Don’t be daunted by the fancy word. A sensory bin is simply a container filled with something for sensory play. The play can be tactile (textured, messy), auditory (things that make various noises and sounds), visual (things that are colorful and fun to watch move), fine motor (small connecting or building toys), multi-sensory or for pretend play. Any container will do, but I prefer a wide, shallow plastic container with a lid. My sensory bin is an under the bed 28 qt. tub that just so happens to have a custom made table. The table, is optional, of course. Sensory bins are portable and changeable and fun for all ages. Toddlers to elementary ages enjoy playing.
My current table is filled with sea shells, a shovel, a bucket, a fishing pole and some fish. We’ll be sorting, counting, scooping and pouring the shells and catching a few fish along the way. Next week for my boat themed week, I’ll be putting in a few toy boats and a few inches of water.
Here are some more ideas for your sensory tubs at home:
Tactile: Add scoops, funnels, bowls, spoons, measuring cups, colanders and let the fun begin!
- Kinetic sand
- real sand or colored sand
- Styrofoam peanuts
- beans, dry pasta, rice, unpopped popcorn, coffee beans
- shaving cream, fun foam, gak
- pom poms
- balls of various shapes and weights (ping pong balls, marbles, golf balls, ball bearings, bouncy balls, hackey sack)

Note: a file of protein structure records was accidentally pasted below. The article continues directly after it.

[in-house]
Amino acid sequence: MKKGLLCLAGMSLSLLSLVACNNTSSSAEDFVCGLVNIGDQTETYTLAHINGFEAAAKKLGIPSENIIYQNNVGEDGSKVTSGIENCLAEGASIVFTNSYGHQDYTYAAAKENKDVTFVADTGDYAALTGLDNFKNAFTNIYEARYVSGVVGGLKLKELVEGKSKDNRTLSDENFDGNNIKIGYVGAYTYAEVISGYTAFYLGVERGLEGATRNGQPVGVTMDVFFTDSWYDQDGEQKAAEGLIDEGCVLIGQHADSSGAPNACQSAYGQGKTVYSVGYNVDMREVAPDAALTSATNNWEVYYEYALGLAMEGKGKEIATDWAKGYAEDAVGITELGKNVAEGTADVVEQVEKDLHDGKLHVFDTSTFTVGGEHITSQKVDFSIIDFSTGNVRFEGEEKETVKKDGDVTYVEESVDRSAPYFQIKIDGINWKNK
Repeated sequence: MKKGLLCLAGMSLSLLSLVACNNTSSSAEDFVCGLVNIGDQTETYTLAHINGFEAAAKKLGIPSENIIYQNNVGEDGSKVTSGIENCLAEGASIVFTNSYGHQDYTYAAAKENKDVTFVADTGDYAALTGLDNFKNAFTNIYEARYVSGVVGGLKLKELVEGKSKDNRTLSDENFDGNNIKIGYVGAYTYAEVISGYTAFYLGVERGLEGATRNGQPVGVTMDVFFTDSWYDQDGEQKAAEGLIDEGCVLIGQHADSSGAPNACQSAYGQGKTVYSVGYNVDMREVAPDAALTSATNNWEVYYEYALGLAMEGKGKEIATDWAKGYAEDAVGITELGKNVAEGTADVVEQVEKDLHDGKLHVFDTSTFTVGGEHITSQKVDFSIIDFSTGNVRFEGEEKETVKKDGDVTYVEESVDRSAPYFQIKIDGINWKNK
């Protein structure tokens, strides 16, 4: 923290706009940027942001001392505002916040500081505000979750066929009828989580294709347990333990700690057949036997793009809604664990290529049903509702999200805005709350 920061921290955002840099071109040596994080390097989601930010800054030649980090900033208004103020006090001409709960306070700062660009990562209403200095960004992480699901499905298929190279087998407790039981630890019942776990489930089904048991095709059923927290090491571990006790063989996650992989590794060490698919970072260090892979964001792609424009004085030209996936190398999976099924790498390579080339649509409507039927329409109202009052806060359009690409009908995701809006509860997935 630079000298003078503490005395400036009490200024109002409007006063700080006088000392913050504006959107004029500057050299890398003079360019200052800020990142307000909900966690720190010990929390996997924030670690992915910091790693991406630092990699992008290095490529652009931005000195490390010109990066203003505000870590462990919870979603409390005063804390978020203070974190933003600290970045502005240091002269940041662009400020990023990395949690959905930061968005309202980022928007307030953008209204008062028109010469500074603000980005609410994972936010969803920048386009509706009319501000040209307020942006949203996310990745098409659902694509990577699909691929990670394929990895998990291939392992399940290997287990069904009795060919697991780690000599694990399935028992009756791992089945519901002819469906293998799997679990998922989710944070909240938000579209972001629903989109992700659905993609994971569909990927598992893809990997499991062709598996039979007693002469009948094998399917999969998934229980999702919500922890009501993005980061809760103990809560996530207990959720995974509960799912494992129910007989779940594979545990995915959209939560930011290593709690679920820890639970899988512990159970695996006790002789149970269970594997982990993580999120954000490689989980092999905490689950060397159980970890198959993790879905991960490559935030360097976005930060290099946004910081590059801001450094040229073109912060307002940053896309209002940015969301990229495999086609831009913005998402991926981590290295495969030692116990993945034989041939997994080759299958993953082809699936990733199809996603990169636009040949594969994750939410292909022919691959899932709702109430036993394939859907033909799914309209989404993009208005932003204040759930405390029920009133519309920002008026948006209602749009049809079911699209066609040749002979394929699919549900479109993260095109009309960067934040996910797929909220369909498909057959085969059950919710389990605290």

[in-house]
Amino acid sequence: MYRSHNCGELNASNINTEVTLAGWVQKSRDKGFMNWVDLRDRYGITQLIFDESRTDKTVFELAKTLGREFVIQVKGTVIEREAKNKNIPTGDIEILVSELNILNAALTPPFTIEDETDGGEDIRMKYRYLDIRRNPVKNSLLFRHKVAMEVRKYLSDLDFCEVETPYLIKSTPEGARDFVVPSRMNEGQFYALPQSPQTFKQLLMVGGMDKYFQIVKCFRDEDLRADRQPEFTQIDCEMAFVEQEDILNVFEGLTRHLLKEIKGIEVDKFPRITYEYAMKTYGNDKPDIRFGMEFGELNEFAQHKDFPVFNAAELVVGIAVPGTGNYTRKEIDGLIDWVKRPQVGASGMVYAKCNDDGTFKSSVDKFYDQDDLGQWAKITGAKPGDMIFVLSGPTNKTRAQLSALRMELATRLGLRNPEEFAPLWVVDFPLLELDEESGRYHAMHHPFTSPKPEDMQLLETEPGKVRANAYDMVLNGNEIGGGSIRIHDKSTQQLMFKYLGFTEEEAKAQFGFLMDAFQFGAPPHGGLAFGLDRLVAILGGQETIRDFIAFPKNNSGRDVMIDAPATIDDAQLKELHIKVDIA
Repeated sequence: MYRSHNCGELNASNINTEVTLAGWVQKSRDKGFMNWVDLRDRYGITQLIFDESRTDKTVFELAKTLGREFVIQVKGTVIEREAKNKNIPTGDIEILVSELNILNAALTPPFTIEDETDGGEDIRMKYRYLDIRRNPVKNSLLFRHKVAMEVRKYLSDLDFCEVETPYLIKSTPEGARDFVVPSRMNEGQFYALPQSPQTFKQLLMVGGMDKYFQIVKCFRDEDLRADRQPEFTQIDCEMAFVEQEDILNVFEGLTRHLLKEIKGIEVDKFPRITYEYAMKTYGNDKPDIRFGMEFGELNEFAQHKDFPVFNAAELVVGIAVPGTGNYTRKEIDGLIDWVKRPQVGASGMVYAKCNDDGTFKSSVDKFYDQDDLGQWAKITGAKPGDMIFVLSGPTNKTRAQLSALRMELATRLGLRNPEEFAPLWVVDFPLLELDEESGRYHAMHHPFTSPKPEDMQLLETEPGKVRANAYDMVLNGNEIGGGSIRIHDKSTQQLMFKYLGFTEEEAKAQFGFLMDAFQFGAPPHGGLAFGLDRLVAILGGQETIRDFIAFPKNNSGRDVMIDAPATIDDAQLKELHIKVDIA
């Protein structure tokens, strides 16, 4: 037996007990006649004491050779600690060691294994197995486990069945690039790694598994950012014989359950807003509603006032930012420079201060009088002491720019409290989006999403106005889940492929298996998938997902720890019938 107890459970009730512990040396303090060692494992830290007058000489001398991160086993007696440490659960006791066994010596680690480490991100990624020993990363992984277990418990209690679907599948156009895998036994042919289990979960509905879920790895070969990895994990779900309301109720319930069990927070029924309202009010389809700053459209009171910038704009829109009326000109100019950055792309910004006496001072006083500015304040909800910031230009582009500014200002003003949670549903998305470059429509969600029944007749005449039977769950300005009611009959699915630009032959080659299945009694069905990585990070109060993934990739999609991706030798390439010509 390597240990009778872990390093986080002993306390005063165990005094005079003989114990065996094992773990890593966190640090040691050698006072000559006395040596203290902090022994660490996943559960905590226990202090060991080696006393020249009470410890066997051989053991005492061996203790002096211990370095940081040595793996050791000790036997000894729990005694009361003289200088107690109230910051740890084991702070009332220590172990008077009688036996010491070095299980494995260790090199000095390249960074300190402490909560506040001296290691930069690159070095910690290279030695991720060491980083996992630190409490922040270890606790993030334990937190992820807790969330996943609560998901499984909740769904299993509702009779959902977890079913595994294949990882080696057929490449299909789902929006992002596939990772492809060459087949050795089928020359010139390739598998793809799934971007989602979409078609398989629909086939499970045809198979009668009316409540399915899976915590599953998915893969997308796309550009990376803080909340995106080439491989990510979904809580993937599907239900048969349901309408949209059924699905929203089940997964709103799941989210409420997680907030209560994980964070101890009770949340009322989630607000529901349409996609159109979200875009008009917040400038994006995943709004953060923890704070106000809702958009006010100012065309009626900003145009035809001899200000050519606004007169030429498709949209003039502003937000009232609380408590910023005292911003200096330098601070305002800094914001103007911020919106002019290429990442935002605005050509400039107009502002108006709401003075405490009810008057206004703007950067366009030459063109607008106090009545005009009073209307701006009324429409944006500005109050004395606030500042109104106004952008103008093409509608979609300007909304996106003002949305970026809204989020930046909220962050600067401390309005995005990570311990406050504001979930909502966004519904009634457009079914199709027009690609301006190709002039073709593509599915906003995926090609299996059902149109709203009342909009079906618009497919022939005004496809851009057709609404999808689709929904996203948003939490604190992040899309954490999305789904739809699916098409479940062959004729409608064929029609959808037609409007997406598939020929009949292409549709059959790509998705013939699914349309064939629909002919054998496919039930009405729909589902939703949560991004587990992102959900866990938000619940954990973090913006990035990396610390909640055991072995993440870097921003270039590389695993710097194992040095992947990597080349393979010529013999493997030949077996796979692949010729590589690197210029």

- aquarium gravel
- cooked pasta
- acorns, leaves, twigs, pine cones
- water beads
- various sized and textured sponges and colored water
- magnets and metal/non metal objects
- flour, corn starch, Epsom salts
- jingle bells on strings
- nuts and bolts and a metal bowl
- plastic Easter eggs and small toys (fill the eggs and shake to guess what is inside)
- musical instruments such as maracas, bells and sticks
- giant gems, jewels, beads or costume jewelry
- multicolored stringing beads and strings
- foil Christmas tree tinsel
- a mixture of salt and glitter
- rainbow bin – colored balls, beads, rice filled balloons in rainbow colors
- Kinetic sand, trees and dinosaurs
- dirt, small gardening tools, seeds and small vegetables
- bugs, a magnifying glass, giant tweezers or tongs,
- water, rubber ducks, foam lily pads and frogs
- toy penguins, snowmen and cubes from Don’t Break the Ice or real ice cubes
- vehicles and sand or fine gravel
- bubbles and cloths for bathing animals (or making a car wash)
- black aquarium gravel, foil balls, stars and a space ship for space play
- fill a bin with objects of a single color or shape
- hide foam or magnetic letters in rice or beans; the children search for letters for letter identification or spelling
- holiday themes; spiders, pumpkins and googly eyes for Halloween for example
- gather small themed toys for a play theme such as Disney, under the sea, farm, rain forest, fall or super heroes
- a bin based on a children’s book – all the foods from the “Very Hungary Caterpillar” and a caterpillar, for example.
After a few days of play, store the contents in a giant resealable bag or smaller stackable container and fill your bin with something else. It won’t be long before you have a collection of bins for rotation. You can make mini-bins for travel, sibling’s sporting events, visits to relatives or doctor’s appointments. Let me know how it goes. What was your favorite? What else did you come up with?